Without the Veil Between, Anne Brontë: A Fine and Subtle Spirit

Coming late 2017:

Without the Veil Between
Anne Brontë: A Fine and Subtle Spirit

A novel about the “other” Brontë sister

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Cover Art and Design by DM Denton © 2017

Without the Veil Between will contain my original black and white illustrations! Here’s a little teaser:

Copyright 2017 by DM Denton

I can’t think of anyone better suited to bring us into the world and the life of the sensitive, creative, and quietly courageous Anne Brontë.

Early in Diane Denton’s book the young curate, William Weightman, says to Anne Brontë: “You must find such satisfaction in being able to capture those moments the rest of us let slip away and sometimes aren’t aware of to begin with.” This is an essential part of Denton’s own gift. With this ability she is able to enter the world of a shy artist who lived in the shadows of her father, brother, and sisters, and in the light of a determined and insightful intellect. 
​~Mary Clark, author of Tally: An Intuitive Life and Miami Morning, ​literaryeyes.com
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A fine and subtle spirit dwells
In every little flower,
Each one its own sweet feeling breathes
With more or less of power.

~ from The Bluebell by Anne Brontë

Anne has always, and unfairly, been the least celebrated Brontë sister, her work considered less important than that of her siblings …

This book gives us Anne. Not Anne, the ‘less gifted’ sister of Charlotte and Emily (although we meet them too as convincingly drawn individuals); nor the Anne who ‘also wrote two novels’, but Anne herself, courageous, committed, daring and fiercely individual: a writer of remarkable insight, prescience and moral courage whose work can still astonish us today.
~ Deborah Bennison, Bennison Books
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Without the Veil Between will be released by All Things That Matter Press, publisher of my first two novels.

When I set out, well over two years ago, to write a fiction about Anne Brontë, youngest sister of Charlotte and Emily, I doubted I would find enough material to produce something longer than a novella. I remember how Deborah Bennison, whose lovely words are quoted in this post, pushed me to take it further. Before the first part was finished, I was also convinced there was more than enough for a novel.

The pages are still blank, but there is the miraculous feeling of the words being there, written in invisible ink and clamoring to become visible.
~ Vladimir Nabokov

My objective didn’t change as blank pages filled and multiplied. I wanted to present Anne as a vital person and writer in her own right, as crucial to the Brontë story and literary legacy as her more famous and—in her brother Branwell’s case—infamous siblings were. As anyone who ventures off the Brontë beaten path might, I soon realized Anne had a very independent, intelligent, inspiring story to explore, take to my heart and soul, and tell.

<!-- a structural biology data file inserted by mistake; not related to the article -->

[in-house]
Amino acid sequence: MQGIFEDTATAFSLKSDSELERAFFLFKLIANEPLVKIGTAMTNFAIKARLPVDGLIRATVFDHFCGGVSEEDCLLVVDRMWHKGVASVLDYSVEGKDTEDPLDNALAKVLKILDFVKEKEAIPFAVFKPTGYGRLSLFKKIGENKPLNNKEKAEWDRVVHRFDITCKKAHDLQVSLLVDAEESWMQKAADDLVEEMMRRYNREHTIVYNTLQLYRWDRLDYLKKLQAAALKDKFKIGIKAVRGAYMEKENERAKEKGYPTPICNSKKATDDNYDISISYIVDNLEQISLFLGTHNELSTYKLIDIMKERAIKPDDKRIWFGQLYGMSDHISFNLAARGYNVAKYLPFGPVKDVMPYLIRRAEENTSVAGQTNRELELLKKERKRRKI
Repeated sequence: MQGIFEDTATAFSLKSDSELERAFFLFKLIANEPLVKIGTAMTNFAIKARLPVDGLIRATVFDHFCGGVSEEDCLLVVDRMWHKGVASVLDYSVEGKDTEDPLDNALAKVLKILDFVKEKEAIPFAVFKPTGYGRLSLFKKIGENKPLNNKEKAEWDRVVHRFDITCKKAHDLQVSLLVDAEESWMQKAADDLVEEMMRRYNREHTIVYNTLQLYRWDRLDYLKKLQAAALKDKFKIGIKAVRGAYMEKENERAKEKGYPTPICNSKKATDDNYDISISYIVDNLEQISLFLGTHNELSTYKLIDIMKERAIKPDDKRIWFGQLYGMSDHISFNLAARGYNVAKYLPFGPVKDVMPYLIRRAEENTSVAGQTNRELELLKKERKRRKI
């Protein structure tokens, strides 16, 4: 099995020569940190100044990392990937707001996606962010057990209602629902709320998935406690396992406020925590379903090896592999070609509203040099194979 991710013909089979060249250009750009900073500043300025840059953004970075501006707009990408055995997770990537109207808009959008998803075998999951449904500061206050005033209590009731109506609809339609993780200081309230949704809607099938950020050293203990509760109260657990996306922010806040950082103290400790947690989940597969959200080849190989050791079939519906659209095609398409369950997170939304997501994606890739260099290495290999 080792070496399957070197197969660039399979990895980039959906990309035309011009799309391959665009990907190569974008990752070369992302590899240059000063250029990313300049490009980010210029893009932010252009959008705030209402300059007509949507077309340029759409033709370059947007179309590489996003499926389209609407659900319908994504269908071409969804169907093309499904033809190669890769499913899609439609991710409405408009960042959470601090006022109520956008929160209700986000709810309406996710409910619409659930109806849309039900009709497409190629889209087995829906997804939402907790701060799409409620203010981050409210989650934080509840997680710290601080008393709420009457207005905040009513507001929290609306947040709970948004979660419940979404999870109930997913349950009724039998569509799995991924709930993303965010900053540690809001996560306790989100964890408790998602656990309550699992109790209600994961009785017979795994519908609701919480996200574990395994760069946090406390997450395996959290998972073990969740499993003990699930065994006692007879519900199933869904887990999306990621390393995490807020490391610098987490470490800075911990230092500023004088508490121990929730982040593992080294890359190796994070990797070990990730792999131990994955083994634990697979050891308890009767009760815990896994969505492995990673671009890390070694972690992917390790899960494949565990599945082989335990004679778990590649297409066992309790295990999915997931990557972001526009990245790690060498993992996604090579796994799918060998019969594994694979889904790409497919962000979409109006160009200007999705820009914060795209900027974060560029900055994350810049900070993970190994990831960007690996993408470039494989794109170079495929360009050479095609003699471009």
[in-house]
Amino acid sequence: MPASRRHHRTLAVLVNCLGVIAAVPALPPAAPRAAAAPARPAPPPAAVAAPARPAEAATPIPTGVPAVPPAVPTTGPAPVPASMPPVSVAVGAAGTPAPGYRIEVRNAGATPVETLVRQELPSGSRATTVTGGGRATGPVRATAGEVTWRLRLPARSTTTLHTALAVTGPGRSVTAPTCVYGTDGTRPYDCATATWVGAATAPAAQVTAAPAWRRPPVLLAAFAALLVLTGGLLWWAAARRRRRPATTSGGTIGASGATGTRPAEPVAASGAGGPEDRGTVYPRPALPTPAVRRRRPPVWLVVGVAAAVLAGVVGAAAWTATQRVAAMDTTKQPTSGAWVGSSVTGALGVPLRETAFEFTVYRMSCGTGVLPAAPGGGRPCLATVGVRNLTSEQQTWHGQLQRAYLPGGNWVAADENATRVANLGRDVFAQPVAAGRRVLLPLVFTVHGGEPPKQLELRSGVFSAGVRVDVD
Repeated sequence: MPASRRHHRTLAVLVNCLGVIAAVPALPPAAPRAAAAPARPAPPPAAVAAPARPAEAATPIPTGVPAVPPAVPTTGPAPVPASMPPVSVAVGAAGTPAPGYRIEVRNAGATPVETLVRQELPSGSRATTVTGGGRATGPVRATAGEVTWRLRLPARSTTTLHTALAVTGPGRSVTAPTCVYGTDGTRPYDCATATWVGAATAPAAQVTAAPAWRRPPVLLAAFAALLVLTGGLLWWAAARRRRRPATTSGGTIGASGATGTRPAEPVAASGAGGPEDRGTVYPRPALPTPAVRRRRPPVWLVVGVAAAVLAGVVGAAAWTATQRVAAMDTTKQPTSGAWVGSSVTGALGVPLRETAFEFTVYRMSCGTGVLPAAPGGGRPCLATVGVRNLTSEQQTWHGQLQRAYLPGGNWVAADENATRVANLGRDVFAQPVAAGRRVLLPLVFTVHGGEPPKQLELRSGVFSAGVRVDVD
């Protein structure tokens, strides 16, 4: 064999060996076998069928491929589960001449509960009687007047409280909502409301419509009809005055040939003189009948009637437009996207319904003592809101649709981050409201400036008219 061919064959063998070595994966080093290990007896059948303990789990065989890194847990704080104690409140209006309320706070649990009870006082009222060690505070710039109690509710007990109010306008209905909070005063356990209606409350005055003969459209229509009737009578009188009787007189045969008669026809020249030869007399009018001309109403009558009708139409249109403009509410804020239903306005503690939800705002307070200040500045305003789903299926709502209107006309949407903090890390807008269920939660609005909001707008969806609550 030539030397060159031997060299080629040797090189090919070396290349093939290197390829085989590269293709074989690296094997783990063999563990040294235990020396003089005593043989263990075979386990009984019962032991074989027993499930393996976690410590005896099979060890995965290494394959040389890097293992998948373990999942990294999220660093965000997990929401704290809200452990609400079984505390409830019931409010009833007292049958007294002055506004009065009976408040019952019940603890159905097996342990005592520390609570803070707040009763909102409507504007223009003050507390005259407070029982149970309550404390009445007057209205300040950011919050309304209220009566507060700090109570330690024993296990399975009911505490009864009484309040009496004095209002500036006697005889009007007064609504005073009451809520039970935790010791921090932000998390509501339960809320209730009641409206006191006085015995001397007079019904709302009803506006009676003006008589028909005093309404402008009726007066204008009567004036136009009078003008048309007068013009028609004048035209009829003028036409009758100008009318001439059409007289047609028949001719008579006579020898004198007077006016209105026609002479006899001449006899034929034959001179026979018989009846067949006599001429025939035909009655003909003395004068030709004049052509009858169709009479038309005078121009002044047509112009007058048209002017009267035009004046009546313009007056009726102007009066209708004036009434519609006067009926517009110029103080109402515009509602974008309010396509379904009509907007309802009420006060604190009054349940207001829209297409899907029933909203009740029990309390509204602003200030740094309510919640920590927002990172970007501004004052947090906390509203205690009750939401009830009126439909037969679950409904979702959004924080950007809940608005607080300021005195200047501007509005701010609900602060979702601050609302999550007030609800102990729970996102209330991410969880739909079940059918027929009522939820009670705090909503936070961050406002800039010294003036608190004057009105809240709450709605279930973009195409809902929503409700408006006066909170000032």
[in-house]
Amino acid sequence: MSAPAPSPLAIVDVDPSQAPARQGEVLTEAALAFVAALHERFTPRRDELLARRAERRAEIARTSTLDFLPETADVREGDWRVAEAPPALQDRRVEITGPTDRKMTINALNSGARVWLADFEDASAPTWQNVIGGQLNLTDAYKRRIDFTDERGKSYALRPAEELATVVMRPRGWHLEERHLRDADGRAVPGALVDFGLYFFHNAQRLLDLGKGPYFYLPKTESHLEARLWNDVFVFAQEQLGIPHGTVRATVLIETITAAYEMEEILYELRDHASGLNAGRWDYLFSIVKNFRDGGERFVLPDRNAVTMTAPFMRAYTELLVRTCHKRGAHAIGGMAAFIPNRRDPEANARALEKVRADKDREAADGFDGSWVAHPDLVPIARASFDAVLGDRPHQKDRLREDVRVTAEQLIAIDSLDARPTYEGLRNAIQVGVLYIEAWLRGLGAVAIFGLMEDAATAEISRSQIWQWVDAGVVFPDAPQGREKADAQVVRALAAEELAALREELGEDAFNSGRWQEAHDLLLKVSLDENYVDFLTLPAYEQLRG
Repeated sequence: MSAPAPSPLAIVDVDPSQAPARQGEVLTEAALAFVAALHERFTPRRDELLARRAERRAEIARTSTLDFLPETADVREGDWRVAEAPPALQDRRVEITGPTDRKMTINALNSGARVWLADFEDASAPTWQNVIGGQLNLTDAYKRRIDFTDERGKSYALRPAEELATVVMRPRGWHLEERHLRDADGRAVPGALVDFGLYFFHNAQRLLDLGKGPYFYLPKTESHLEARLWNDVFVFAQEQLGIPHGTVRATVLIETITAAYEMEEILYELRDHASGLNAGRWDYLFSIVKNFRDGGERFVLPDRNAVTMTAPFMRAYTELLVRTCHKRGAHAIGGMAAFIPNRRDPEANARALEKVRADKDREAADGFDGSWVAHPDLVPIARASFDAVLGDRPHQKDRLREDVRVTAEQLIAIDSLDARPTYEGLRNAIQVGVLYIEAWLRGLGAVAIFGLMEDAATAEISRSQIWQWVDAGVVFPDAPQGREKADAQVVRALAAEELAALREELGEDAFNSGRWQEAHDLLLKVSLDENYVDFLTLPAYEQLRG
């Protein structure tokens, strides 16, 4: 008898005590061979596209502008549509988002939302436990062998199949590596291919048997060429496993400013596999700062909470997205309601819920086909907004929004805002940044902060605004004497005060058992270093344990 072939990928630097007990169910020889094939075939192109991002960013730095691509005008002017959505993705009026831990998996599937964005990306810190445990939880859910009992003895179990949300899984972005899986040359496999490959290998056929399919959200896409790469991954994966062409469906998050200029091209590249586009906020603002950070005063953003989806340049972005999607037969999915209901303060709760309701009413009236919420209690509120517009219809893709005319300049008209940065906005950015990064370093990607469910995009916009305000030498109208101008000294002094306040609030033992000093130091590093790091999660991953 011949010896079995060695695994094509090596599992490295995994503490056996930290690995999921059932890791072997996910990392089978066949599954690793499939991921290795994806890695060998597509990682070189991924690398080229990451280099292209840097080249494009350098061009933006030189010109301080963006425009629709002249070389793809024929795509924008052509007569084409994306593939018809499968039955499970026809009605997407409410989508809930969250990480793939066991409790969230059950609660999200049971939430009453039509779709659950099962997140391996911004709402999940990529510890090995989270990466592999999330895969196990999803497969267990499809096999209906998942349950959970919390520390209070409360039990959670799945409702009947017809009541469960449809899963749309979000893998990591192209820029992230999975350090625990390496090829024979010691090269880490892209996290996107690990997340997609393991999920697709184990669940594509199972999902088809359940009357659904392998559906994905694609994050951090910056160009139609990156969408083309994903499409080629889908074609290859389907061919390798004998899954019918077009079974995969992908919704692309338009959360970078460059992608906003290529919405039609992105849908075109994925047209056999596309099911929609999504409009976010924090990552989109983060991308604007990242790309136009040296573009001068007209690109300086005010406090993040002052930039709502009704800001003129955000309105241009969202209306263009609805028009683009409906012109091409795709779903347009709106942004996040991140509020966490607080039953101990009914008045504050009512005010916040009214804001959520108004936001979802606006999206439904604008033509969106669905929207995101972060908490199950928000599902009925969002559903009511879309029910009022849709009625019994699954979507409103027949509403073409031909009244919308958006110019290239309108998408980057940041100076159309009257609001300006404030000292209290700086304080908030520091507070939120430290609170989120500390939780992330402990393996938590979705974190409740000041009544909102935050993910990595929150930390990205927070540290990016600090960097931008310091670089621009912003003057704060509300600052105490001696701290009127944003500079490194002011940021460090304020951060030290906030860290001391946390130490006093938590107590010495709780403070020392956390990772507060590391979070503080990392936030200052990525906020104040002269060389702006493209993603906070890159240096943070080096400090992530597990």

Denton’s emphasis on the thoughts and desires of the youngest Brontë sister brings color and life to the pages of her novel. She expresses Anne’s concerns in lavish prose that matches the 19th century Brontë style. Without the Veil Between  isn’t simply a biographical novel; it is a journey back into the day to day lives of one of history’s most famous literary families.
~ Steve Lindahl, author of Motherless Soul, White Horse Regressions, and Hopatcong Vision Quest, stevelindahl.com
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Without the Veil Between follows Anne through the last seven years of her life. It begins in 1842 while she is still governess for the Robinson family of Thorpe Green, away from Haworth and her family most of the time, with opportunities to travel to York and Scarborough, places she develops deep affection for. Although, as with her siblings, circumstances eventually bring her back home, she is not deterred in her quest for individual purpose and integrity. She stands as firm in her ambitions as Charlotte does and is a powerful conciliator in light of Emily’s resistance to the publication of their poetry and novels.

Without the Veil Between catches both the triumph and the tragedy of Anne’s short but quietly courageous and determined life. Her disappointments and heartbreak patiently borne; her originality of thought in opposition to contemporary mores; her searing and unflinching insights into the experiences of women and the need for resistance and positive action that we now call feminism.
~ Deborah Bennison, Bennison Books

Of course, Anne’s life and work intermingled with her sisters’, but should never have been for so long blended with theirs until nearly non-existent, her character, thoughts, emotions, spirituality and much of her experience independent from theirs—as she and, eventually, others grew to realize, imperatively and purposefully so.